A while back I alluded to a paper I wrote in high school that I was particularly proud of. It was THE big high school assignment, an American studies paper counting for grades in both History and English. For me, it was a no-brainer – I wrote about comic books.
I’d always liked them as a kid and had rediscovered them 2 years earlier. Things had really changed. Serious stories and brilliant artwork meant that I blew a lot of cash on comic books every week. I’d always liked science-fiction (Journey to the Centre of the Earth has been a lifelong favorite) and the modern comic, with it’s realism and mature stories, was an absolute hit with me.
Fast -forward some 15 years and I don’t have the time or money for comic books. But I do need to unwind and acquired some cartoon series of Batman and the Justice League for my own downtime. Not surprisingly, the kids dig watching the shows, especially M who is amazingly engaged by the whole thing.
So I got to thinking more about it. Years back I had read Bruno Bettelheim’s The Uses of Enchantment: the Meaning and Importance of Fairy Tales, which argued that they support and liberate children’s feelings. In a nutshell (or rather, what I can remember :-P), kids need to have their inner feelings validated. He explains how even very young children are capable of having angry, violent feelings, and that they need to be validated. When we only give them watered-down versions of fairy tales we do not speak to their needs Abridged, Disneyfied versions of Grimm’s tales don’t let this happen at all.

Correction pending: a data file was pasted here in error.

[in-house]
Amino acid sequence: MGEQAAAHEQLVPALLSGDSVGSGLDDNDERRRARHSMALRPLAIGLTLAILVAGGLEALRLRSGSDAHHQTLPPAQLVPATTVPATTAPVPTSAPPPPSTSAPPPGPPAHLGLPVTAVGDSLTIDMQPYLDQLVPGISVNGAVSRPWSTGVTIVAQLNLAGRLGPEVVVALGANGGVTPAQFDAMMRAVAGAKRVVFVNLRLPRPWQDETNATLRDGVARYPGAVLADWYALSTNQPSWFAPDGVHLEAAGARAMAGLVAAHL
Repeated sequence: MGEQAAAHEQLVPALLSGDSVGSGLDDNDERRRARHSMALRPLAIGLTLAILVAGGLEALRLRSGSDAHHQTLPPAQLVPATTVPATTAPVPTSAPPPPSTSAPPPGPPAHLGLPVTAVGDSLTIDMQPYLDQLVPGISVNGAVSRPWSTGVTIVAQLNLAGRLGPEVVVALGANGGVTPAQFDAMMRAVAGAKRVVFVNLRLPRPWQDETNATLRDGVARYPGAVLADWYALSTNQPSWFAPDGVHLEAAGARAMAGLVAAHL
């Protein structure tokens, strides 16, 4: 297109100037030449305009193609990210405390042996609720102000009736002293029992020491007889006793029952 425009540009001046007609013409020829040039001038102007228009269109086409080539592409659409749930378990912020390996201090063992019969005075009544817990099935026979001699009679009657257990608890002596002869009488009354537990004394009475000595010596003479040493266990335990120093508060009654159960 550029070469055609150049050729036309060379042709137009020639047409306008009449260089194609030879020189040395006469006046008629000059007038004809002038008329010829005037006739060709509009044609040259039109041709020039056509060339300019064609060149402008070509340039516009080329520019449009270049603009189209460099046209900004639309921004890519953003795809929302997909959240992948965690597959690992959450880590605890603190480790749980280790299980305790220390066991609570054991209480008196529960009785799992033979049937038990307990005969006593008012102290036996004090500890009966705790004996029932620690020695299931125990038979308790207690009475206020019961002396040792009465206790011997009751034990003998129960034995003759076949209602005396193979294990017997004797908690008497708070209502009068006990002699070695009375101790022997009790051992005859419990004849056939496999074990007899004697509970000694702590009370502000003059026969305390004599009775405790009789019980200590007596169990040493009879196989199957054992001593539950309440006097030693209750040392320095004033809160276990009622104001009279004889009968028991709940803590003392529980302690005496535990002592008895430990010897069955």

I also thought how until the modern age, mythology and tall tales were so popular. Paul Bunyan was the original Superman, a force who was truly larger than life. Mythology had stories of good and evil, with the foibles of mankind intertwined. What kid doesn’t like that stuff?
But like the comic books of the 80s, cartoons have changed too. I recently got ahold of the Aquaman cartoons from the 60s and they SUCK. Every story is the same – there’s trouble, the bad guy has a moustache, Aquaman asks his sea animal friends for help, good triumphs over evil. They were pathetic, but they held my attention as a kid.
Even the Super Friends and Spider-Man shows I loved as kid were very lame in comparison with the modern options. Unexpectedly, the modern Batman & Justice League have been fodder for a lot of discussion with M on a very wide range of topics:
- psychology & split-personality
- moons & why they orbit planets
- global warming & the why the icecaps are important
- the pathology & use of fear
- vigilantism & the law
- politics & dogma
- trials and legal procedures
- genetic engineering
- good & evil (no duh, right?)
- deception and fighting for survival
- finding common ground with different people
- how groups come together for a common purpose
- and on and on
It’s been very surprising. These shows are entertaining, but are not made for kids per se. There’s no Wonder Twins (the Cousin Oliver’s of the superhero world), no pure slapstick, no cookie cutter storylines.
Now I will say that they are more violent than I remember the old shows being. We talk about that too, and I’m trusting that our examples of how people should communicate in real-life will supercede seeing people being thrown through walls. But I’m not being overbearing and preachy about it because M knows. Sometimes it’s exciting and sometimes he says they should have talked about it. I’ll have to give him the benefit of the doubt as we’ve had a lot of fun watching the shows and talking about all the issues that get raised.
I guess the point is that the opportunities for learning are legion. It happens in unexpected places and sometimes, it’s just damn fun too.